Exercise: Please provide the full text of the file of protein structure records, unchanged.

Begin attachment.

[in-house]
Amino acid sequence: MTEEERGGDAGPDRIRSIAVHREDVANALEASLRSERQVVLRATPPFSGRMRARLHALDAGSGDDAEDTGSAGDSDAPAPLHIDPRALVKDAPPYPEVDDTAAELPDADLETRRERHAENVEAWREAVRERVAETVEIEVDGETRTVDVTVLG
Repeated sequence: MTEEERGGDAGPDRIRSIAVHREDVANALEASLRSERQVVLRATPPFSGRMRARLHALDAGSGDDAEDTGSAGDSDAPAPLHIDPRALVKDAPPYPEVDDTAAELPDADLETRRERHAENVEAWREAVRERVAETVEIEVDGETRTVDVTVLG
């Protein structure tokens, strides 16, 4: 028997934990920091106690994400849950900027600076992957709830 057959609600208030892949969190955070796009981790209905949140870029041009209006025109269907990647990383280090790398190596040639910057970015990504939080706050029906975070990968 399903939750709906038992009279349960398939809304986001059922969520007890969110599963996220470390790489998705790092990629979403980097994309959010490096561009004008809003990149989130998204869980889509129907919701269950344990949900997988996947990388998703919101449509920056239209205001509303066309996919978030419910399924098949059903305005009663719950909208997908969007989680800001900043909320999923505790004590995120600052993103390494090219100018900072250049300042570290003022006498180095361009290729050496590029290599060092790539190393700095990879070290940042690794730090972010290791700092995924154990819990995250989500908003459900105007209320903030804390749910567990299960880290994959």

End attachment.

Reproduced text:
[in-house]
Amino acid sequence: MTEEERGGDAGPDRIRSIAVHREDVANALEASLRSERQVVLRATPPFSGRMRARLHALDAGSGDDAEDTGSAGDSDAPAPLHIDPRALVKDAPPYPEVDDTAAELPDADLETRRERHAENVEAWREAVRERVAETVEIEVDGETRTVDVTVLG
Repeated sequence: MTEEERGGDAGPDRIRSIAVHREDVANALEASLRSERQVVLRATPPFSGRMRARLHALDAGSGDDAEDTGSAGDSDAPAPLHIDPRALVKDAPPYPEVDDTAAELPDADLETRRERHAENVEAWREAVRERVAETVEIEVDGETRTVDVTVLG
């Protein structure tokens, strides 16, 4: 028997934990920091106690994400849950900027600076992957709830 057959609600208030892949969190955070796009981790209905949140870029041009209006025109269907990647990383280090790398190596040639910057970015990504939080706050029906975070990968 399903939750709906038992009279349960398939809304986001059922969520007890969110599963996220470390790489998705790092990629979403980097994309959010490096561009004008809003990149989130998204869980889509129907919701269950344990949900997988996947990388998703919101449509920056239209205001509303066309996919978030419910399924098949059903305005009663719950909208997908969007989680800001900043909320999923505790004590995120600052993103390494090219100018900072250049300042570290003022006498180095361009290729050496590029290599060092790539190393700095990879070290940042690794730090972010290791700092995924154990819990995250989500908003459900105007209320903030804390749910567990299960880290994959």